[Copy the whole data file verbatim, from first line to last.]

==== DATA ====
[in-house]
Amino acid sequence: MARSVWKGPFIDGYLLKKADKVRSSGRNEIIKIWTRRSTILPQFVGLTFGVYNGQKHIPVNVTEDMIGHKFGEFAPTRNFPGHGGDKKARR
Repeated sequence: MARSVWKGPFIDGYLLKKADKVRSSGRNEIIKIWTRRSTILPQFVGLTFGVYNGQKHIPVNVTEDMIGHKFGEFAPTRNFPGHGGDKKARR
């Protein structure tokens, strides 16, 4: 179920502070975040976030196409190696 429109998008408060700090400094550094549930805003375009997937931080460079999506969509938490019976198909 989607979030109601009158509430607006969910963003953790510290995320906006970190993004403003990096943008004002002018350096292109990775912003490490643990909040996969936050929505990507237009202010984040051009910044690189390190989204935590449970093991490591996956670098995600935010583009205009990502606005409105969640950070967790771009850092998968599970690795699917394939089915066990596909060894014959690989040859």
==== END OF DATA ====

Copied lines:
[in-house]
Amino acid sequence: MARSVWKGPFIDGYLLKKADKVRSSGRNEIIKIWTRRSTILPQFVGLTFGVYNGQKHIPVNVTEDMIGHKFGEFAPTRNFPGHGGDKKARR
Repeated sequence: MARSVWKGPFIDGYLLKKADKVRSSGRNEIIKIWTRRSTILPQFVGLTFGVYNGQKHIPVNVTEDMIGHKFGEFAPTRNFPGHGGDKKARR
């Protein structure tokens, strides 16, 4: 179920502070975040976030196409190696 429109998008408060700090400094550094549930805003375009997937931080460079999506969509938490019976198909 989607979030109601009158509430607006969910963003953790510290995320906006970190993004403003990096943008004002002018350096292109990775912003490490643990909040996969936050929505990507237009202010984040051009910044690189390190989204935590449970093991490591996956670098995600935010583009205009990502606005409105969640950070967790771009850092998968599970690795699917394939089915066990596909060894014959690989040859």